Last week various outlets began breathlessly reporting that the looming doctor shortage–a byproduct of the health-care bill’s subsidies–means ” you may soon call your nurse ‘doctor.'” I think this is supposed to be scary, or mind-boggling, but I’m not sure. Time and again, the possibility that nurses could have more autonomy in doling out medical care is, well, demonized by journalists. Why? In part because nurses don’t get to wear grownup clothes. But also because medical lobbies like the American Medical Association and the American Dental Association promulgate a false view that almost a decade of schooling is necessary to administer a vaccine, perform a routine checkup, or set a broken bone.
Well, enough of that writes Steve Chapman:
What people with medical problems need is medical care, but you don’t always need a physician to get treatment. You might also see a different sort of trained professional—say, a nurse practitioner, physician’s assistant, nurse, or physical therapist.
Not every ailment demands Dr. McDreamy, any more than every car trip requires a Lexus. If you have a sore throat, earache, or runny nose, you probably don’t absolutely require a board-certified internist to conduct an exam and dispense a remedy.
Private enterprise is already responding to what consumers want. Walgreens, for example, has established more than 700 retail health clinics staffed by nurses, nurse practitioners, and other non-doctor professionals. CVS has its own version. The number of these facilities is expected to soar in the next few years.
You might fear that this sort of treatment is inferior to what you’d get from your personal doctor. Your doctor might agree. The American Medical Association, reports the Associated Press, warns that “a doctor shortage is no reason to put nurses in charge and endanger patients.”
But put your mind at ease. A 2000 study published in the Journal of the American Medical Association found that where nurse practitioners have full latitude to do their jobs, their patients did just as well as patients sent to physicians. Other research confirms that finding, while noting that retail clinics provide their services for far less money than doctors’ offices and emergency rooms.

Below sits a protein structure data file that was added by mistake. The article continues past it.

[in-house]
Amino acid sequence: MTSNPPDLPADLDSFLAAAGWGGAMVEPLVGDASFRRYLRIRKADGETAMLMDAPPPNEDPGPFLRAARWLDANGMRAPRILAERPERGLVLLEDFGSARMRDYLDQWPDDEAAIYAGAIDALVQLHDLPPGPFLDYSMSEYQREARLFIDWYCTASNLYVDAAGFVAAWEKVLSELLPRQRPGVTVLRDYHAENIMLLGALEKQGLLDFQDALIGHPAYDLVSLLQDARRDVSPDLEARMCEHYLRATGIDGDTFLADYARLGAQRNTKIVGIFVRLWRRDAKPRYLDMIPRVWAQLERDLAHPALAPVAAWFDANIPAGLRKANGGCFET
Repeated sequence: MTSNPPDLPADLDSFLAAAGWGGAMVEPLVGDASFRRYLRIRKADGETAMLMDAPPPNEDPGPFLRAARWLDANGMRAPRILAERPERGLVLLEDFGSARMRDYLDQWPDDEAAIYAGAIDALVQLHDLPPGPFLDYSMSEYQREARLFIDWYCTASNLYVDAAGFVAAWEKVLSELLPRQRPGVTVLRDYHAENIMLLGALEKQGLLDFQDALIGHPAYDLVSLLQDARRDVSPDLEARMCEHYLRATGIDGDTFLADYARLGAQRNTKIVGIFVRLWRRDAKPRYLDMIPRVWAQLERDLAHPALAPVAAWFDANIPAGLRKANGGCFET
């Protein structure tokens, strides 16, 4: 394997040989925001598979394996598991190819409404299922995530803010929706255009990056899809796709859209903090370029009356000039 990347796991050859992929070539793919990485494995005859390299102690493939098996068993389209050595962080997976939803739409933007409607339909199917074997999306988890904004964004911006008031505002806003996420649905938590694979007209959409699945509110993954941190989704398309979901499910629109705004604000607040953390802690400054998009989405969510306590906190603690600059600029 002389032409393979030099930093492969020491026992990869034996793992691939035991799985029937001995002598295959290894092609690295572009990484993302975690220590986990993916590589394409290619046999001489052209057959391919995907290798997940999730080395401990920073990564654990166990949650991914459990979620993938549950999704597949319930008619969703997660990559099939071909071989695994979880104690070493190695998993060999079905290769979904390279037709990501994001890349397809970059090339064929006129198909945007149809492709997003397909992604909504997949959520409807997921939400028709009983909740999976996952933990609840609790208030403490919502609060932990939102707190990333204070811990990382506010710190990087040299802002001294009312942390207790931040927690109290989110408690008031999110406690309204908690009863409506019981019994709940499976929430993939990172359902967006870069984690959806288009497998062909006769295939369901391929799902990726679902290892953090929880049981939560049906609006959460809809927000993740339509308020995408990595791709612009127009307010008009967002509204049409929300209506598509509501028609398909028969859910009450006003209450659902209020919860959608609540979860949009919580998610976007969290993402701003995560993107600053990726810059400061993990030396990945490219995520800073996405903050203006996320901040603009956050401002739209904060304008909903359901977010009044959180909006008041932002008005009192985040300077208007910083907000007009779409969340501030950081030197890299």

Notice the AMA reference? It’s complete and utter bullshit. In 2008, after the ADA was revealed to be blocking dental care in Alaskan tribes, I made a similar argument:
Some 60,000 indigenous Alaskans living in villages accessible only by plane, boat, or snowmobile received little dental care until the Alaskan Native Tribal Health Consortium decided to break a few rules. Following a model that is popular in Canada, England, Australia, New Zealand, and 42 other countries, the consortium sent tribal members to an accredited two-year dental program in New Zealand, where they learned how to fill cavities and clean and pull teeth.
The consortium spent over a year battling the ADA and the Alaskan Dental Society for the right to send dental therapists into tribal areas. Alaska’s Superior Court ruled in favor of the tribes in June 2007, allowing the therapists to continue their work, but only in indigenous communities. In light of the ruling, the ADA altered its strategy and decided to support the tribes’ efforts until it could send enough licensed dentists into remote tribal regions to render the therapists unnecessary.
The case received little national attention until the New York Times’ Alex Berenson wrote in April that “dentists in private practice consider therapists low-cost competition” because they are only paid “one-half to one-third” as much as licensed dentists. Current ADA President Mark J. Feldman responded a month later in a letter to the Times, denying that the ADA objected to the Consortium’s “experiments” out of its own “financial self-interest.”
Yet the ADA’s actions toward the University of Washington School of Dentistry, which backed the consortium, supports the financial self-interest angle. According to a story in the Seattle Post-Intelligencer, the Washington branch of the ADA “intimidated university officials by threatening to block donations by their members” until the dentistry school withdrew its support for the consortium and abandoned its plans to cosponsor, along with the medical school, a dental therapy track in its physician’s assistant program.
This wasn’t the only time the ADA has attempted to block a newcomer to the dental market. In December 2007, another New York Times reporter, Ian Urbina, wrote about the work of denturists. Denturists develop and install dentures and replace teeth; their inexpensive services are changing lives for the better in Kentucky, where residents, like indigenous Alaskans, suffer from tooth decay at a rate that is much higher than the national average.
Since then, the ADA has combated denturists by attempting to block their access to supplies. The agency openly discourages manufacturers of dental equipment from selling products to unlicensed dental practitioners, the only exception being dentistry students enrolled in ADA-approved schools.
According to the association and other opponents of alternative dentistry, dental work done by anyone other than a licensed dentist equates to “substandard care,” but their argument suffers when international comparisons are taken into account. Canada, for instance, created a regulatory board for dental therapy in 1974. The Australian goverment permits it as well, calling it dental prosthetics. In 1984, the United Kingdom amended its dentistry laws to make room for several types of alternative dentistry, among them the British equivalents to both denturism and dental therapy. And according to the Seattle Post-Intelligencer, some studies have shown that graduates of dental therapy programs “are better trained to provide care to children than dentists are.”